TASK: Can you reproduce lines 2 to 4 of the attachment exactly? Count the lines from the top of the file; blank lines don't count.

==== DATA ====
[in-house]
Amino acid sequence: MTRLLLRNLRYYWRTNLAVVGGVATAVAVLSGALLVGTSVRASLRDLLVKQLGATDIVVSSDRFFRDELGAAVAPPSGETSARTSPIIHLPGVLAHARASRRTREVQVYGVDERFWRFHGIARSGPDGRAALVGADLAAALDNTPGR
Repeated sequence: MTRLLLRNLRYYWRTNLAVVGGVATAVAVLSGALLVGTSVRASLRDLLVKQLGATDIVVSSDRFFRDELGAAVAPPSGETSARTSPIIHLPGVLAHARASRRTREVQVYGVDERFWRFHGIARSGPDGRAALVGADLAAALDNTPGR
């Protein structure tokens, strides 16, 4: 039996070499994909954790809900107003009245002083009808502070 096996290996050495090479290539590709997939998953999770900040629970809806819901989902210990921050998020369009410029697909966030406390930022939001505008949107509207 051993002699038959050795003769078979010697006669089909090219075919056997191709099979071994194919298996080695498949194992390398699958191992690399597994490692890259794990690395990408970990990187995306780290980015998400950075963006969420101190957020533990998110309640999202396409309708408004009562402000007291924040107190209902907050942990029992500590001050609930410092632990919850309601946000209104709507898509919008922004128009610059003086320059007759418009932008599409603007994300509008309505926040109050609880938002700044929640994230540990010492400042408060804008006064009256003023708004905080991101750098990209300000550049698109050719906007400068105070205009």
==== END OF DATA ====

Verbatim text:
Amino acid sequence: MTRLLLRNLRYYWRTNLAVVGGVATAVAVLSGALLVGTSVRASLRDLLVKQLGATDIVVSSDRFFRDELGAAVAPPSGETSARTSPIIHLPGVLAHARASRRTREVQVYGVDERFWRFHGIARSGPDGRAALVGADLAAALDNTPGR
Repeated sequence: MTRLLLRNLRYYWRTNLAVVGGVATAVAVLSGALLVGTSVRASLRDLLVKQLGATDIVVSSDRFFRDELGAAVAPPSGETSARTSPIIHLPGVLAHARASRRTREVQVYGVDERFWRFHGIARSGPDGRAALVGADLAAALDNTPGR
């Protein structure tokens, strides 16, 4: 039996070499994909954790809900107003009245002083009808502070 096996290996050495090479290539590709997939998953999770900040629970809806819901989902210990921050998020369009410029697909966030406390930022939001505008949107509207 051993002699038959050795003769078979010697006669089909090219075919056997191709099979071994194919298996080695498949194992390398699958191992690399597994490692890259794990690395990408970990990187995306780290980015998400950075963006969420101190957020533990998110309640999202396409309708408004009562402000007291924040107190209902907050942990029992500590001050609930410092632990919850309601946000209104709507898509919008922004128009610059003086320059007759418009932008599409603007994300509008309505926040109050609880938002700044929640994230540990010492400042408060804008006064009256003023708004905080991101750098990209300000550049698109050719906007400068105070205009």